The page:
Contrast Kalanick’s leadership style (power over) with that of China’s dominant rideshare CEO Jean Liu (#powerTO). Can’t help but apply a gender lens to this though the article did not do so.

Continue reading “The Sum Volume #4: Heat”

The Sum Volume #3: Don’t Shhhh Me!

“The first responsibility of leadership is the creation of meaning.”—Warren Bennis. Welcome to the Sum, where I share my take on the meaning of sum of the week’s parts. I want your voice too. Leave comments here or @GloriaFeldt.

The Sum of this week is voice.

To put a positive spin on it, we’ve had many examples of the power of a woman’s voice.

It started last Sunday during the Tony Awards, when best actress in a musical, Bette Midler, kept speaking her piece long after the escalating music signaled she should get off the stage. She took her time, thanked the women who came before her, and imperiously waved the orchestra off, declaring she had the floor. The way she took her time and space to make her voice heard felt outrageous and liberating at the same time. Her assertive presence must have made Amy Cuddy proud.

We’re accustomed to seeing women engage not by such screeching vehicular feats of daring, but equally intense though too often silent tests of their personal agency. Cultural norms die hard. May this one rest in peace.

Continue reading “The Sum Volume #3: Don’t Shhhh Me!”

The Sum Volume #2

“The first responsibility of leadership is the creation of meaning.”—Warren Bennis. Welcome to the Sum, where I share my take on the meaning of sum of the week’s parts. I want your voice too. Leave comments here or @GloriaFeldt.

It’s about power this week.

Of course with me, every day of every week I’m obsessed with women’s relationship with power.  That’s because it’s so central to the decisions women make to aim for those higher salaries and leadership positions, elective offices, and grander entrepreneurial ventures – or not. The relationship is so profound, it’s almost spiritual, and often fraught with ambivalence.

The news of the week reveals the two kinds of power I talk and teach about as the basis for changing the power paradigm: power over versus power TO.

Continue reading “The Sum Volume #2”

The Sum Volume #1: Wonder Woman

“The first responsibility of leadership is the creation of meaning.”—Warren Bennis. Welcome to the first Sum, where I’ll give my take on the meaning of the sum of the week’s parts. I want your voice too. Leave comments here or @GloriaFeldt.

The Sum: This week it’s all #WonderWoman. And #WonderWomen. #WW for short. We’re all around. And, wow are we needed. Here are 3 ways we can flex those superpowers:

1. Spend Our Money and Time Intentionally

Calling all #WW, here’s why it’s important to get behind the new #WonderWoman movie by going to see it this weekend:  Supporting success at the box office by buying tickets, especially in its first weekend, will increase the probability we’ll see more female superheroes women and girls can relate to in pop culture. And the more #WW we see, the more of us will become #WW.

Side note:  Gal Gadot might have the movie role but I’m just reminding you that you’ve never seen me and Wonder Woman in the same room…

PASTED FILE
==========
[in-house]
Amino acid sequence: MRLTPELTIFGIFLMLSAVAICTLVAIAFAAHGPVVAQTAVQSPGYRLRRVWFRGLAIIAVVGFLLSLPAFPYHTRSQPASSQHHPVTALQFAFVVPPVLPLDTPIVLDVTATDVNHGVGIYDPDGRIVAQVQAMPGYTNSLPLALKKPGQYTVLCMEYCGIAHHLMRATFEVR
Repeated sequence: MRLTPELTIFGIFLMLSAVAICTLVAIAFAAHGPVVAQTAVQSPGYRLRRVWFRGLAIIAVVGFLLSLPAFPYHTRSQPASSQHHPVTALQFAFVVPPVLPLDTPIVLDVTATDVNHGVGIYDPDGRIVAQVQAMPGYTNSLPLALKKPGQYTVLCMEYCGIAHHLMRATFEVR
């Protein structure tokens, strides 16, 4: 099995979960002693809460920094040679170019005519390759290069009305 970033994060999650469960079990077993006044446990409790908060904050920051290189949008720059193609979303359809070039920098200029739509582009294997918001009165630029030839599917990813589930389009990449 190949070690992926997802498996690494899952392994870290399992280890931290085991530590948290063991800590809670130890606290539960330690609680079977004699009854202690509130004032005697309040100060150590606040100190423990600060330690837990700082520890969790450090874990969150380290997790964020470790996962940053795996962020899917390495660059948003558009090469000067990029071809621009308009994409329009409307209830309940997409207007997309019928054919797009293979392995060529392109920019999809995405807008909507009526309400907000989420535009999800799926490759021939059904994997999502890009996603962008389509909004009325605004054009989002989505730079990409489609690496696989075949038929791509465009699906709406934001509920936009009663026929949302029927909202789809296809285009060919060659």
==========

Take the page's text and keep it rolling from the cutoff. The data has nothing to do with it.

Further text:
Continue reading “The Sum Volume #1: Wonder Woman”

Equal Doesn’t Mean Equal Yet: Women’s Equality Day, ERA & The Story of My Life

My friend Carol Jenkins, a board member of the Equal Rights Amendment Coalition was updating me over lunch about the current attempt to get the ERA into the U.S. Constitution.

“This is where I came in,” I said.

ERA-march-300x222The renewed effort, founded in 2014, comes almost a century after suffragist leader Alice Paul drafted the ERA in 1923.  The language is simple : “Equality of rights under the law shall not be denied or abridged by the United States or any State on account of sex.”

Paul, a founder of the National Woman’s Party, was one of the few suffragist leaders who recognized that getting the right to vote in 1920–the reason we celebrate women’s equality day each August 26 – – was not the end of the fight, but merely one necessary, albeit major, victory on the path to full legal and social equality.

Many suffrage leaders declared victory after the passage of the 19th amendment to the Constitution. They went on to other causes, but Paul realized that in a democracy, no political victory is secure without a vibrant movement to keep fighting forward. “It is incredible to me,” she said, “that any woman should consider the fight for full equality won. It has just begun. There is hardly a field, economic or political, in which the natural and accustomed policy is not to ignore women.”

Continue reading “Equal Doesn’t Mean Equal Yet: Women’s Equality Day, ERA & The Story of My Life”

Take The Leap (Day) to Make Your Own History

It’s Leap Day!

February 29 is the every-fourth-year calendar adjustment for the Gregorian calendar’s imperfections. The extra day appended to February inspired a leap of vision and blazing hope for women in 5th Century Ireland, when St. Bridget persuaded St. Patrick to declare that a woman could do what was then the unthinkable: ask a man to marry her.

At a time when a woman was, for all practical purposes, owned first by her father and then by her husband, marriage meant not love but economic survival for her and her children. No doubt many seized their one chance to override gendered power norms and choose their own fates. Unheard of!

Leap Day was codified in 12th century Scotland (again initiated by a woman, Queen Margaret). The tradition continued, highlighted by merry belittlements to remind women of their lack of power the rest of the time. For example, women on the prowl for a husband were to sport red petticoats as fair warning so the poor beleaguered men could see them from a distance and dash in the other direction.

Continue reading “Take The Leap (Day) to Make Your Own History”